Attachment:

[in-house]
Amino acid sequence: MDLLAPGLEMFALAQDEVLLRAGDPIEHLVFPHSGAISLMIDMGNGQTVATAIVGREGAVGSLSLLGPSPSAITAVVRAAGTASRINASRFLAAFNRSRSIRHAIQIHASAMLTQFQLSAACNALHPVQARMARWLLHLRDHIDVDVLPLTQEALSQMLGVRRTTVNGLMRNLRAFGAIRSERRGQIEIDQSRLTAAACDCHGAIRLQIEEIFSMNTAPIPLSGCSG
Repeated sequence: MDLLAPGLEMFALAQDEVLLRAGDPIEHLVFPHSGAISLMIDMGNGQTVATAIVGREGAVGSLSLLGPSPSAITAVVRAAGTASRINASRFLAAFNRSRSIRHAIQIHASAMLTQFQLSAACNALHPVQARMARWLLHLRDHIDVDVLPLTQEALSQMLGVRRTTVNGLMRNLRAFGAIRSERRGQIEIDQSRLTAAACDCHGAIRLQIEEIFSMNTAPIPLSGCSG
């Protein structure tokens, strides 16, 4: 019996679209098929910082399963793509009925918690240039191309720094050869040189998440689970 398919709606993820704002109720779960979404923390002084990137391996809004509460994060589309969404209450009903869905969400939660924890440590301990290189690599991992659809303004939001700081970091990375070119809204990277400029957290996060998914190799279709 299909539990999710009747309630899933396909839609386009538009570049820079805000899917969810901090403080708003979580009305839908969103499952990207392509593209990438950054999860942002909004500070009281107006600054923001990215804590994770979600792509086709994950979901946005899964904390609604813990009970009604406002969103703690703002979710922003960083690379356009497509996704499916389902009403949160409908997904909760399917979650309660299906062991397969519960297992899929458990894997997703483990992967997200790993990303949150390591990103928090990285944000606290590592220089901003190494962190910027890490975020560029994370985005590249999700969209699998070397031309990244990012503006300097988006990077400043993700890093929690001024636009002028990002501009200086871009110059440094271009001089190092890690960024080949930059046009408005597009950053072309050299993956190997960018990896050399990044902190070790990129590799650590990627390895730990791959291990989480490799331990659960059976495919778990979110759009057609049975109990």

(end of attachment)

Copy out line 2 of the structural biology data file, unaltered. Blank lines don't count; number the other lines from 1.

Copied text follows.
Amino acid sequence: MDLLAPGLEMFALAQDEVLLRAGDPIEHLVFPHSGAISLMIDMGNGQTVATAIVGREGAVGSLSLLGPSPSAITAVVRAAGTASRINASRFLAAFNRSRSIRHAIQIHASAMLTQFQLSAACNALHPVQARMARWLLHLRDHIDVDVLPLTQEALSQMLGVRRTTVNGLMRNLRAFGAIRSERRGQIEIDQSRLTAAACDCHGAIRLQIEEIFSMNTAPIPLSGCSG